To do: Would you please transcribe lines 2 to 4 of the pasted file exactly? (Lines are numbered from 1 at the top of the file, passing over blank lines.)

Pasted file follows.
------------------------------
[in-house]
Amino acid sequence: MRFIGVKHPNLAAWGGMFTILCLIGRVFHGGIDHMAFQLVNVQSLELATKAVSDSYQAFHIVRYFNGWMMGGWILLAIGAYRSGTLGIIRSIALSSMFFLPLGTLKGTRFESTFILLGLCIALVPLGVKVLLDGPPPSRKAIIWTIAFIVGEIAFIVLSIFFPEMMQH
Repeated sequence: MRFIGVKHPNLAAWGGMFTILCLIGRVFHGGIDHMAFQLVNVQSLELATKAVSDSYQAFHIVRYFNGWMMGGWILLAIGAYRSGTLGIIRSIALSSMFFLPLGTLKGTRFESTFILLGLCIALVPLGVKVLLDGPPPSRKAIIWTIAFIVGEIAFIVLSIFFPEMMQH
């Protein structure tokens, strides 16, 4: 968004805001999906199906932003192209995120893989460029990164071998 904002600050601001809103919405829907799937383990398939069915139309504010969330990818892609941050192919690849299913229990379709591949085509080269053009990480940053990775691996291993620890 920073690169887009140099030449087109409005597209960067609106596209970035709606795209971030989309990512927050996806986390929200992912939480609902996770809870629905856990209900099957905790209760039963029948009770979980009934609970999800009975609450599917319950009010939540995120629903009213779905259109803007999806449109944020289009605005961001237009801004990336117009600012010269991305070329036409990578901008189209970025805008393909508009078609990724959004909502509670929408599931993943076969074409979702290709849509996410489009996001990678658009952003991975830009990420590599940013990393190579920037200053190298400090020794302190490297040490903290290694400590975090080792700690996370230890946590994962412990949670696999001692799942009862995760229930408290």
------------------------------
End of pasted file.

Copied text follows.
Amino acid sequence: MRFIGVKHPNLAAWGGMFTILCLIGRVFHGGIDHMAFQLVNVQSLELATKAVSDSYQAFHIVRYFNGWMMGGWILLAIGAYRSGTLGIIRSIALSSMFFLPLGTLKGTRFESTFILLGLCIALVPLGVKVLLDGPPPSRKAIIWTIAFIVGEIAFIVLSIFFPEMMQH
Repeated sequence: MRFIGVKHPNLAAWGGMFTILCLIGRVFHGGIDHMAFQLVNVQSLELATKAVSDSYQAFHIVRYFNGWMMGGWILLAIGAYRSGTLGIIRSIALSSMFFLPLGTLKGTRFESTFILLGLCIALVPLGVKVLLDGPPPSRKAIIWTIAFIVGEIAFIVLSIFFPEMMQH
């Protein structure tokens, strides 16, 4: 968004805001999906199906932003192209995120893989460029990164071998 904002600050601001809103919405829907799937383990398939069915139309504010969330990818892609941050192919690849299913229990379709591949085509080269053009990480940053990775691996291993620890 920073690169887009140099030449087109409005597209960067609106596209970035709606795209971030989309990512927050996806986390929200992912939480609902996770809870629905856990209900099957905790209760039963029948009770979980009934609970999800009975609450599917319950009010939540995120629903009213779905259109803007999806449109944020289009605005961001237009801004990336117009600012010269991305070329036409990578901008189209970025805008393909508009078609990724959004909502509670929408599931993943076969074409979702290709849509996410489009996001990678658009952003991975830009990420590599940013990393190579920037200053190298400090020794302190490297040490903290290694400590975090080792700690996370230890946590994962412990949670696999001692799942009862995760229930408290």